f_0010081_7828 - Changing Patterns of Flight Refugees in...

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Fall 2008 The Ambassadors REVIEW 17 Changing Patterns of Flight: Refugees in the 21 st Century Samuel M. Witten Acting Assistant Secretary of State for Population, Refugees, and Migration his summer I visited Somali refugees at Dadaab camp in Kenya. Conditions were rough, and familiar from the news coverage we have all seen: people lined up for food rations in the blistering heat; very rudimentary housing, health clinics and latrines; and an atmosphere pervading the camp that had components of both restlessness and relief at finding safe haven. But these classic, even iconic images of refugees, and the relief they receive from international donors, belie the way refugee issues are changing around the world. International migration has soared, and not just from poor countries to wealthier ones. The Internet and other advances have made communication and travel easier for all sorts of people. Without a Cold War balance of power, the nature of conflict has changed and refugee flows have grown increasingly diverse and complex. As we confront threats of terrorism around the world, distinguishing those who would harm us from those who need our protection has become crucial. As I see it, three major trends are emerging as forces creating new dynamics in the refugee world in the 21 st century: First, the distinction between those who have fled across an international border and those who have sought refuge from conflict within their own country has blurred. In some areas, such as the area where Chad, Sudan, and Central African Republic meet, some of the displaced people have crossed an international border, and some have not. But they have similar needs. The global number of people who have fled abuses and become internally displaced far exceeds the number who have crossed international borders and become refugees. But unlike the refugee regime, the international architecture to protect internally displaced persons (IDPs) is fragmented—each state applies its laws without a framework of international law specific to IDPs, and there is no single humanitarian agency or unified system for responding to IDP needs. Second, more refugees find themselves in protracted situations that occasionally flare into emergency situations, as festering conflicts explode into violence, and then subside. How do we provide assistance to displaced people in areas that are still very unsafe—both for the refugees and the humanitarian aid workers trying to help? We face this challenge in protracted crises in Gaza and the West Bank, Lebanon, Colombia, Pakistan, the Caucasus, and elsewhere. Third, as globalization fuels international migration, refugees are increasingly caught up in the midst of so-called “mixed flows,” along with economic migrants, smugglers, victims of human trafficking, traffickers, stateless persons, tourists and T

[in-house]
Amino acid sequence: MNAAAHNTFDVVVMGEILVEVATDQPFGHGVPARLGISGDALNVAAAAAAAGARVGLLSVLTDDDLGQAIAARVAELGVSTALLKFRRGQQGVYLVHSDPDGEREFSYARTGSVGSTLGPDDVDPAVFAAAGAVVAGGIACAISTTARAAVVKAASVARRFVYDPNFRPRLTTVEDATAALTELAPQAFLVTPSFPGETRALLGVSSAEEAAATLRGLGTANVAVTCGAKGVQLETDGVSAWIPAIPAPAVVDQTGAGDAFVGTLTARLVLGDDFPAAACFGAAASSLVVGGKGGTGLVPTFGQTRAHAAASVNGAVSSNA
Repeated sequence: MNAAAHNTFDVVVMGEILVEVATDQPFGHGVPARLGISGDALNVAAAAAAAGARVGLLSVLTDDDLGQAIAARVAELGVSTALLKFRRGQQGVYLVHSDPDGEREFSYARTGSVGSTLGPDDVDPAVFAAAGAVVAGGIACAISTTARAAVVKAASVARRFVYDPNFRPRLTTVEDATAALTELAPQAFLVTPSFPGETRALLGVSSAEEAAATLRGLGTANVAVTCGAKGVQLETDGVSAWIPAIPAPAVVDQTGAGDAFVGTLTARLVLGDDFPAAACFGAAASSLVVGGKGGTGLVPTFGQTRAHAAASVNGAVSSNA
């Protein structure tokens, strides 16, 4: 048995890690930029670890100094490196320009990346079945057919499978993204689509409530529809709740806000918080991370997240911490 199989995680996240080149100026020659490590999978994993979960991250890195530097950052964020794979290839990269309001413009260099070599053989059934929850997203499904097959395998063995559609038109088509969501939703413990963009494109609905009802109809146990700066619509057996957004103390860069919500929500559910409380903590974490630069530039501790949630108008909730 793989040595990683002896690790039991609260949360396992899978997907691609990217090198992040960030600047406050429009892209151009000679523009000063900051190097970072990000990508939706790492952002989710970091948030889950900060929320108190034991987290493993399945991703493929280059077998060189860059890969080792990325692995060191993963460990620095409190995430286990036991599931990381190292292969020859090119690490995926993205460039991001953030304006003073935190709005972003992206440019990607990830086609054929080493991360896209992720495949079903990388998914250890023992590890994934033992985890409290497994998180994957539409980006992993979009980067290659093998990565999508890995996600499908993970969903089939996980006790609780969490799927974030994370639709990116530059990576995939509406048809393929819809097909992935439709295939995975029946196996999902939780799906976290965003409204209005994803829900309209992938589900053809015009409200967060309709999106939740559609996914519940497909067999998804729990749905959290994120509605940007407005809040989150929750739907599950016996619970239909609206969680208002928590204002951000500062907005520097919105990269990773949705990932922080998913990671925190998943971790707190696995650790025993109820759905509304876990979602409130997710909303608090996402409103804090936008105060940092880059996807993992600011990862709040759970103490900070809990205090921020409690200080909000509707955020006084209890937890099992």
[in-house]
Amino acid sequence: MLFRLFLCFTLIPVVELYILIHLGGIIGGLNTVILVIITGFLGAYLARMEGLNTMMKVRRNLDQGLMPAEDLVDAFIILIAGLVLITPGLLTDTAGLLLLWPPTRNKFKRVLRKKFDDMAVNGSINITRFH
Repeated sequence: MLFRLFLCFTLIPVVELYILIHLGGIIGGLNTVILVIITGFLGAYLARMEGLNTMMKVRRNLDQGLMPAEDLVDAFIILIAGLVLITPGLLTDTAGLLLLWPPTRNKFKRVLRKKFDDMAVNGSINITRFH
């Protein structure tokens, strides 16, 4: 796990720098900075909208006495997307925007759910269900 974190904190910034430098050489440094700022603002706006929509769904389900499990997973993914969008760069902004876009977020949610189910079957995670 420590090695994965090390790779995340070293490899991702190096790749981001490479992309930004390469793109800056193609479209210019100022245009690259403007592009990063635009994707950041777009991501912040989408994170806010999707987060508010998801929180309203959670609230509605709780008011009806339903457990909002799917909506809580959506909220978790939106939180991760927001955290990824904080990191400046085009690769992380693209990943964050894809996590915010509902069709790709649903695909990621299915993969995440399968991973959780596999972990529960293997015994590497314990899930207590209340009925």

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Fall 2008 The Ambassadors REVIEW 18 other travelers—some with valid documentation, some with fraudulent documenta- tion, and some without any documents at all. At the end of 2007, there were over 16 million refugees worldwide, out of an
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f_0010081_7828 - Changing Patterns of Flight Refugees in...

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